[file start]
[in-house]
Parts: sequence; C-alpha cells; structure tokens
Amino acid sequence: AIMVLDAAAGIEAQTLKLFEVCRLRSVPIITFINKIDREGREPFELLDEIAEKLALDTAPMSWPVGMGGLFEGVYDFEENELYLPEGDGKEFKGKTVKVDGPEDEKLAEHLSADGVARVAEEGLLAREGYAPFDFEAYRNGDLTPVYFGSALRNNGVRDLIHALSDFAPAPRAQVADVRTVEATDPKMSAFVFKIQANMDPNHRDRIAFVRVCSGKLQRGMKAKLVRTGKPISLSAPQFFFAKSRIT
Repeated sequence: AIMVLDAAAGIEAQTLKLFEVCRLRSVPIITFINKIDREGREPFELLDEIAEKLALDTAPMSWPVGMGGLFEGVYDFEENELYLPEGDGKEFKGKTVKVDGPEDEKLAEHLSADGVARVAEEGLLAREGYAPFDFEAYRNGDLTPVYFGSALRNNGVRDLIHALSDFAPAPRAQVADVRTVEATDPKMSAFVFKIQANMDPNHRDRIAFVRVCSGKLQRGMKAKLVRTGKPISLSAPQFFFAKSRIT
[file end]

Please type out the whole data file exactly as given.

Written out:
[in-house]
Parts: sequence; C-alpha cells; structure tokens
Amino acid sequence: AIMVLDAAAGIEAQTLKLFEVCRLRSVPIITFINKIDREGREPFELLDEIAEKLALDTAPMSWPVGMGGLFEGVYDFEENELYLPEGDGKEFKGKTVKVDGPEDEKLAEHLSADGVARVAEEGLLAREGYAPFDFEAYRNGDLTPVYFGSALRNNGVRDLIHALSDFAPAPRAQVADVRTVEATDPKMSAFVFKIQANMDPNHRDRIAFVRVCSGKLQRGMKAKLVRTGKPISLSAPQFFFAKSRIT
Repeated sequence: AIMVLDAAAGIEAQTLKLFEVCRLRSVPIITFINKIDREGREPFELLDEIAEKLALDTAPMSWPVGMGGLFEGVYDFEENELYLPEGDGKEFKGKTVKVDGPEDEKLAEHLSADGVARVAEEGLLAREGYAPFDFEAYRNGDLTPVYFGSALRNNGVRDLIHALSDFAPAPRAQVADVRTVEATDPKMSAFVFKIQANMDPNHRDRIAFVRVCSGKLQRGMKAKLVRTGKPISLSAPQFFFAKSRIT